• Some other movies: A Bug’s Life; The Mummy; The Santa Claus; Dr. Dolittle; The Green Mile; The Flintstones; The Nutty Professor; The Truman Show; Hook (“Bangarang!”); Total Recall; Wild Wild West (the song was popular, but the movie was a misfire with many fans); Interview with the Vampire (Tom Cruise and Brad Pitt, based on Anne Rice); George of the Jungle (Brendan Fraser…and John Cleese as the voice of Ape); Phenomenon (John Travolta); Dick Tracy (Warren Beatty and Madonna); Scream (Wes Craven); The Prince of Egypt; Tim Burton, who was a major factor in 1990s, directed Johnny Depp and Christina Ricci in Sleepy Holllow; Carl Sagan’s book Contact was given the big screen treatment (and treated as “serious” science fiction movie); The Rugrats Movie; Casper; Jumanji; Matthew Broderick starred in another cartoon to live action adaptation; Michael (John Travolta as a down to Earth angel); Flubber; The Haunting; Antz; Waterworld; Back to the World Part III (1990); Pokemon: The First Movie; The X Files; Bram Stoker’s Dracula (Gary Oldman); The Nightmare Before Christmas; Deep Blue Sea; Mortal Kombat (Christopher Lambert); Blade (Wesley Snipes); Lost in Space (Jonathan Harris didn’t cameo…he said they offered him a bit part, and he had never done a bit part in his life and wasn’t about to start); Beavis & Butt-Head Do America; Flatliners; Misery; The Devil’s Advocate; Fantasia 2000 (which came out in 1999); Natasha Henstridge starred in Species; name ten Meryl Streep movies: was Death Becomes Her one of them?; Bicentennial Man; Demolition Man; Terry Gilliam’s Twelve Monkeys; Edward Scissorhands; Forever Young; Alien 3 and Alien: Resurrection; What Dreams May Come; Halloween H20: 20 Years Later; Spawn; Starship Troopers; Small Soldiers; Arachnophobia; Dragonheart; The Crow; Mighty Joe Young; Angels in the Outfield (Christopher Lloyd); Stigmata; The Rocketeer; Practical Magic; RoboCop 2; Meet Joe Black; Timecop; The Jungle Book (Jason Scott Lee); Gremlins 2: The New Batch (1990); House on Haunted Hill; Encino Man; Pleasantville; The Faculty; Hocus Pocus; Urban Legend; Bill & Ted’s Bogus Journey; Mighty Morphin’ Power Rangers: The Movie; Mars Attacks!; Sphere; My Favorite Martian; Junior; A Goofy Movie; Freddy’s Dead: The Final Nightmare


TV saw a few important geeky high points. We made our first trip into the Whedonverse…yes, the Buffy movie was in the 1990s, and there was Toy Story, but it was really with the Buffy TV series that we were there. While it wasn’t the first time that we’d had female led geeky TV series, Buffy and Xena brought straight up fighters (although there was much more to them than that). Xena was part of Sam Raimi’s shows, having spun off from Hercules. The X-Files was groundbreaking, but it’s really worth noting how animated series got quirkier and in some ways, more grown up. That was in part due to the fracturing delivery landscape, with Nickelodeon rising. Batman: The Animated Series was a milestone, and we would particularly cite Space Ghost Coast to Coast and The Tick animated series.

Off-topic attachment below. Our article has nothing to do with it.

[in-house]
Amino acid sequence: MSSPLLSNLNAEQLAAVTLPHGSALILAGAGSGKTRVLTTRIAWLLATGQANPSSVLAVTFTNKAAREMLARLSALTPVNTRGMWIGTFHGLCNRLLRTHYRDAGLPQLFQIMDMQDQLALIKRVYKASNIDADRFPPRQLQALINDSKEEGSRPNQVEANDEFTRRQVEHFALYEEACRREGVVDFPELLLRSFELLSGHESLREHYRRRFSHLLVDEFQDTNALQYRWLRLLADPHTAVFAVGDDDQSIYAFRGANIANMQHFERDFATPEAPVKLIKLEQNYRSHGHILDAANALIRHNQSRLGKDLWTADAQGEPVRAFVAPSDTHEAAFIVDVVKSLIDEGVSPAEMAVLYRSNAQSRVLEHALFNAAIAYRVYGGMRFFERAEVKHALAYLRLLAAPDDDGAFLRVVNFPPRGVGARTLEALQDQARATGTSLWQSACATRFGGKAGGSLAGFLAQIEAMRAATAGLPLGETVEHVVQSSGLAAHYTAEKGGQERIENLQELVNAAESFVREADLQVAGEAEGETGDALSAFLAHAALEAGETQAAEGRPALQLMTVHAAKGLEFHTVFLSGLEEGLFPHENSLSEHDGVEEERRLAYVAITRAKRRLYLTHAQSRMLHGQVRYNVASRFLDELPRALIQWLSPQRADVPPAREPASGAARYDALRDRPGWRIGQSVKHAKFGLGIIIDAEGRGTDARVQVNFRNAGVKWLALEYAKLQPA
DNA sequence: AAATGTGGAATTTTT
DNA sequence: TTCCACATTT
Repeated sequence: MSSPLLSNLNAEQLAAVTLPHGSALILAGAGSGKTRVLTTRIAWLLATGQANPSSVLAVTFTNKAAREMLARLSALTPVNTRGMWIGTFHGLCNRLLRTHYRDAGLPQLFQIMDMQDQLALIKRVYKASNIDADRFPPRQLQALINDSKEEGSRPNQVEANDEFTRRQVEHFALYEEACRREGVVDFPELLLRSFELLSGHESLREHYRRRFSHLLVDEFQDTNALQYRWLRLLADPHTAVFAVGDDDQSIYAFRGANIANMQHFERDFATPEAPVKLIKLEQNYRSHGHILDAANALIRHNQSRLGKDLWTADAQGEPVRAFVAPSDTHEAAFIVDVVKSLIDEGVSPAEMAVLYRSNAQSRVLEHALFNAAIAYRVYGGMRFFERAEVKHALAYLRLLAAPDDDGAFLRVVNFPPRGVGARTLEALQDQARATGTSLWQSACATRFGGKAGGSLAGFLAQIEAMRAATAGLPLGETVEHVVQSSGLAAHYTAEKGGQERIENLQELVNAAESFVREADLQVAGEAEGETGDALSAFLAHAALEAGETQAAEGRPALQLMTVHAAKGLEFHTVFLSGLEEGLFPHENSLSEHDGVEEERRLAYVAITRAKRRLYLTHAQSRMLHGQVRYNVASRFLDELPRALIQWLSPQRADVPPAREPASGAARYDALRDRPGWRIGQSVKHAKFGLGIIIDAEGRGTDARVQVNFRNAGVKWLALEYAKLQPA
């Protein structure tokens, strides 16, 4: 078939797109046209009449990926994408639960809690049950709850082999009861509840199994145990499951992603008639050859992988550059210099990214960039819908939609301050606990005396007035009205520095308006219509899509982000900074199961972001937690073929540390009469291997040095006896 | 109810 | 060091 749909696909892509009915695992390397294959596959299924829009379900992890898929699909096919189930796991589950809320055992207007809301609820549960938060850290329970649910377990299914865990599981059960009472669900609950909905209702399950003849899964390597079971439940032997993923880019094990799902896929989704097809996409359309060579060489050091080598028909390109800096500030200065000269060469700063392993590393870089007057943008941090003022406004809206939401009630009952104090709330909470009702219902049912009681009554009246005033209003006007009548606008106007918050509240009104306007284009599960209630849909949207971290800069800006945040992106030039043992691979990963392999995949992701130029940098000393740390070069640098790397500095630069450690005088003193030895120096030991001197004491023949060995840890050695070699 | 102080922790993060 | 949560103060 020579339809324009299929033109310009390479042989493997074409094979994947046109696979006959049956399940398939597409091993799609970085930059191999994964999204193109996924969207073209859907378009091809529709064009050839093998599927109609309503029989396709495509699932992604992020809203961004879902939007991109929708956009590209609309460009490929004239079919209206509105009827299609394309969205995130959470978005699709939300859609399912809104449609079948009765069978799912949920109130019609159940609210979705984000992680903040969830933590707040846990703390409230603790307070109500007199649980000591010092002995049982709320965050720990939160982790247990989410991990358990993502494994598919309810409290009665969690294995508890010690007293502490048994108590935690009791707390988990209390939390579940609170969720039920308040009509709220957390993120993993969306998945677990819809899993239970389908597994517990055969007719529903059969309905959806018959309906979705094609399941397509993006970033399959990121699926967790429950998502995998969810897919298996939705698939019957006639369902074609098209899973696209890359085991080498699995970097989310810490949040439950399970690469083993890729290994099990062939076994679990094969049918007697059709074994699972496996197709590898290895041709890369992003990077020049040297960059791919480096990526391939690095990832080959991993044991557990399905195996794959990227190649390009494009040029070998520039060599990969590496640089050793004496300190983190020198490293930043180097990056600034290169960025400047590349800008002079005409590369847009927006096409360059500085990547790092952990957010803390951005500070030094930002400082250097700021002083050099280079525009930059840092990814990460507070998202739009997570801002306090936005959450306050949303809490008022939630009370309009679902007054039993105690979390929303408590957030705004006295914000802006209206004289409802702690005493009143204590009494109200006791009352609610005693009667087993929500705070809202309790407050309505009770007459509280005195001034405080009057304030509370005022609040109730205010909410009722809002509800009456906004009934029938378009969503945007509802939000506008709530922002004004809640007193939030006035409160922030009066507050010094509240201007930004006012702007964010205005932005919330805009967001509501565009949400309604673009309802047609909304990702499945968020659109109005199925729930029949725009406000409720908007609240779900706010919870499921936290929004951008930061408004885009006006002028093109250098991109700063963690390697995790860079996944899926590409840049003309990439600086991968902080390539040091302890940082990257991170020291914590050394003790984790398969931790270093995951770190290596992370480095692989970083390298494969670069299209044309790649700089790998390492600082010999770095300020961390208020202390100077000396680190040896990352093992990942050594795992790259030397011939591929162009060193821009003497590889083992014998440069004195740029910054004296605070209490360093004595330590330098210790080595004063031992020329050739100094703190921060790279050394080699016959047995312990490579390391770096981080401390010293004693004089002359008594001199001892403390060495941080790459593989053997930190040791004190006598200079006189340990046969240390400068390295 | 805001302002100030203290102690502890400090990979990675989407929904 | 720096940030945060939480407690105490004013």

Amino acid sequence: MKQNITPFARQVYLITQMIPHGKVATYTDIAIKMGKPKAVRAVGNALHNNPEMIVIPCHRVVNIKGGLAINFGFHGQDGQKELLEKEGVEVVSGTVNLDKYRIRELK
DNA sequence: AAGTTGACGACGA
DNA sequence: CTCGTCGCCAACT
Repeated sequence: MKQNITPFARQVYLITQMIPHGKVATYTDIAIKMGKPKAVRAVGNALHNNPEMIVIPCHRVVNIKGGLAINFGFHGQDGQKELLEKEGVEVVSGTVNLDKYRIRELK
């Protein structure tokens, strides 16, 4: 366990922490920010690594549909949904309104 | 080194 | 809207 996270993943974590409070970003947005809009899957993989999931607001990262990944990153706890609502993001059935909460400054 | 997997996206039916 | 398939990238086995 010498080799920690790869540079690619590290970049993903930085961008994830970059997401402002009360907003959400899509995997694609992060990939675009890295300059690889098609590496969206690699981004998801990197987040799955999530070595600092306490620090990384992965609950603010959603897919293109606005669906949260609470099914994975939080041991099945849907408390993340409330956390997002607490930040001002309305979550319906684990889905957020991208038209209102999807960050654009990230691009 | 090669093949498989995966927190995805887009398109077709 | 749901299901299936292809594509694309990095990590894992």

• Family Guy
  • South Park
  • Buffy the Vampire Slayer, Angel
  • Star Trek: Deep Space Nine, Star Trek: Voyager
  • Stargate SG-1
  • The X-Files
  • Mighty Morphin Power Rangers
  • Charmed
  • Futurama
  • SpongeBob SquarePants
  • Captain Planet and the Planeteers
  • Batman: The Animated Series
  • Sabrina, the Teenage Witch
  • Babylon 5
  • Hercules: The Legendary Journeys, Xena: Warrior Princess
  • The Flash
  • Pokemon
  • Spaced
  • Lois & Clark: The New Adventures of Superman
  • Lexx
  • Dragon Ball Z
  • Roswell
  • Cowboy Bebop
  • Spider-Man (1994 animated series)
  • 3rd Rock from the Sun
  • Farscape
  • Goosebumps
  • Dinosaurs
  • Rugrats
  • Are You Afraid of the Dark?
  • Sliders
  • X-Men (1992 animated series)
  • Highlander
  • Passions
  • The Outer Limits (1995 series)
  • Batman Beyond, The New Batman Adventures
  • Hey Arnold!
  • Touched by an Angel
  • Barney & Friends
  • The Pretender
  • Sailor Moon
  • Animaniacs
  • The Young Indiana Jones Chronicles
  • The Lost World
  • Arthur
  • The Powerpuff Girls
  • Relic Hunter
  • Blue’s Clues
  • Neon Genesis Evangelion
  • Millenium
  • Gargoyles
  • Dexter’s Library
  • Early Edition
  • The Secret World of Alex Mack
  • Courage the Cowardly Dog
  • The Magic School Bus
  • Superman
  • Rocko’s Modern Life
  • The Odyssey
  • Teletubbies
  • The Wild Thornberrys
  • The Ren  & Stimpy Show
  • Digimon
  • The Worst Witch
  • Young Hercules
  • The Wiggles
  • SeaQuest 2032
  • Weird Science
  • Spawn
  • Beast Wars: Transformers
  • The Tribe
  • The Adventures of Brisco County Jr.
  • Swamp Thing
  • The Tick (the animated series)
  • Bob the Builder
  • ReBoot
  • Trigun
  • Earth: Final Conflict
  • BeastMaster (1999 series)
  • Pinky and the Brain
  • CatDog
  • Kung Fu: The Legend Continues
  • So Weird
  • Aaahh!!! Real Monsters
  • Gullah, Gullah Island
  • Detective Conan
  • Jumanji (animated series)
  • Space: Above and Beyond
  • Bear in the Big Blue House
  • Darkwing Duck (“Let’s get dangerous!”)
  • The Sentinel